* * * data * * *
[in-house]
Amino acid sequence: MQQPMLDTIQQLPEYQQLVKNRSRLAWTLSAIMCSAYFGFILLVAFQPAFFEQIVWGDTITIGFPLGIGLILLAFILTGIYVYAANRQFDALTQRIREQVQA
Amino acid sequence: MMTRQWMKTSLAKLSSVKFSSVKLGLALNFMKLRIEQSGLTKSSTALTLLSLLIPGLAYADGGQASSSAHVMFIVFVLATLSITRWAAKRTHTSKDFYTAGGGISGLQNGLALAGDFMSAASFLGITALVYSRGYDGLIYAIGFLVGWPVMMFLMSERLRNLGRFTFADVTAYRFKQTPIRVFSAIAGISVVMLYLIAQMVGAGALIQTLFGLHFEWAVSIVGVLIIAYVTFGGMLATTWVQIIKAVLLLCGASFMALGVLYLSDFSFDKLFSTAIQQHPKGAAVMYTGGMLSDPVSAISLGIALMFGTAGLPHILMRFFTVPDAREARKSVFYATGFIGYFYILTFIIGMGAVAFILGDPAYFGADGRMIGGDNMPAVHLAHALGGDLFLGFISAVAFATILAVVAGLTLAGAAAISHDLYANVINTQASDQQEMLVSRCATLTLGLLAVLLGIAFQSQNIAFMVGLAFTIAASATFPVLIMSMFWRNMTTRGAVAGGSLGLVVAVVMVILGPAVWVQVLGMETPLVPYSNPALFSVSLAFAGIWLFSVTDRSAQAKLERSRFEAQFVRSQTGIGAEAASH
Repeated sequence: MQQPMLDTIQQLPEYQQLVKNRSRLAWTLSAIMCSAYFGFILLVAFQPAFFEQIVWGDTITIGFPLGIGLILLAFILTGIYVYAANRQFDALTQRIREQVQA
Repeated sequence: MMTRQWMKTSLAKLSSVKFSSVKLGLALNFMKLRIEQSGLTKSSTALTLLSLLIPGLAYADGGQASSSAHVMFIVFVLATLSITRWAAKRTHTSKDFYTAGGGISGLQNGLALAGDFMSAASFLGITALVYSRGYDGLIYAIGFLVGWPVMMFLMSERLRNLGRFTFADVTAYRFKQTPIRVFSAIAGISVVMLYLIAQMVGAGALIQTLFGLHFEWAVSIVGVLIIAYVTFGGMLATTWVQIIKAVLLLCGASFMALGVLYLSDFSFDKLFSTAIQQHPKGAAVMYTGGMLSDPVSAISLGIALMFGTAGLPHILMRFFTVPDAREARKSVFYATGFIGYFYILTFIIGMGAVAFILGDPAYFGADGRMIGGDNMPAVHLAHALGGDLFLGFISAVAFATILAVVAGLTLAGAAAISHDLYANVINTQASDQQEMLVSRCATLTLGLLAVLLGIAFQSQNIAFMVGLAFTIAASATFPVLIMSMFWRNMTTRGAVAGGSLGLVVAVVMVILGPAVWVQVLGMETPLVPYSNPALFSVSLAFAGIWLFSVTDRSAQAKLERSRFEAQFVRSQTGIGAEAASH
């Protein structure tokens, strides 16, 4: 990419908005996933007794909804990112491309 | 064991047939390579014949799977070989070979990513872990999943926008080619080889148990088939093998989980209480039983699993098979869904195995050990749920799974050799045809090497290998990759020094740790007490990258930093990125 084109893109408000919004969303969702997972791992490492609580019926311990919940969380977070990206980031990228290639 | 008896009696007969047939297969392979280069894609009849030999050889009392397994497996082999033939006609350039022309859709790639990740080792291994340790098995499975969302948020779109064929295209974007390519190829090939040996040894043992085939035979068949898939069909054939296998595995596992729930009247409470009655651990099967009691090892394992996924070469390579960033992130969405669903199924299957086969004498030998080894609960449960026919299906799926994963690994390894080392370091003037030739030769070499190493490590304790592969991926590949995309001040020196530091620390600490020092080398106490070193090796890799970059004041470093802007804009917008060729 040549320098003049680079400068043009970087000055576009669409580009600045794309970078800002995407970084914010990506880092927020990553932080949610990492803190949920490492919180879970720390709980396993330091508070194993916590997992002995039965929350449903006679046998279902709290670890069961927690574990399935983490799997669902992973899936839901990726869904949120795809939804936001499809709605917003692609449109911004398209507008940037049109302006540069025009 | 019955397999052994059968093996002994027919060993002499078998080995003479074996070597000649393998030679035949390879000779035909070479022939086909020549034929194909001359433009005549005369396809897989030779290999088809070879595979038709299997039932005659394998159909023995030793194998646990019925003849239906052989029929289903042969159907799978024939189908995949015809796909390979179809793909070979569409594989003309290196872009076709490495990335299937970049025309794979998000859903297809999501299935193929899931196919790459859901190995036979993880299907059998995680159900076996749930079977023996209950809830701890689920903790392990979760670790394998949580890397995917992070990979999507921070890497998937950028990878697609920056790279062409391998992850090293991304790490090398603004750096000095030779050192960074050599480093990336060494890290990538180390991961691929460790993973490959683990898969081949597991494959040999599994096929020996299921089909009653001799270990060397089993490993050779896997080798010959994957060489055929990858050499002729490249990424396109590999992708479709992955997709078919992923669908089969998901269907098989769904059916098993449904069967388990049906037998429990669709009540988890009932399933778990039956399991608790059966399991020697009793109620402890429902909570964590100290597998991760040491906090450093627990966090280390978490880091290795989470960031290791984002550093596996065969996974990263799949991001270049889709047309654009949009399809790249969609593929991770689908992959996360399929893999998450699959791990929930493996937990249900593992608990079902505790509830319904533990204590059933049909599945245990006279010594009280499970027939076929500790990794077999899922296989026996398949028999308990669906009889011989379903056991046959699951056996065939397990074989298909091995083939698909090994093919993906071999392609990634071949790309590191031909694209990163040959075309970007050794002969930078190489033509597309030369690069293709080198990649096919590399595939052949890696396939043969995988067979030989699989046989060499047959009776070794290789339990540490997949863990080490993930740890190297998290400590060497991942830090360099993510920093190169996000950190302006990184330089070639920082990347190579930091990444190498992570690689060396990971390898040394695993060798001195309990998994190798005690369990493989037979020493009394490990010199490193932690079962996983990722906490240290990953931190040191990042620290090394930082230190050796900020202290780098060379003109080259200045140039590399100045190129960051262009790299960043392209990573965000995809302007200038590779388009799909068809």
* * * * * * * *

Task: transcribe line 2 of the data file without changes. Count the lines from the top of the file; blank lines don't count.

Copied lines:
Amino acid sequence: MQQPMLDTIQQLPEYQQLVKNRSRLAWTLSAIMCSAYFGFILLVAFQPAFFEQIVWGDTITIGFPLGIGLILLAFILTGIYVYAANRQFDALTQRIREQVQA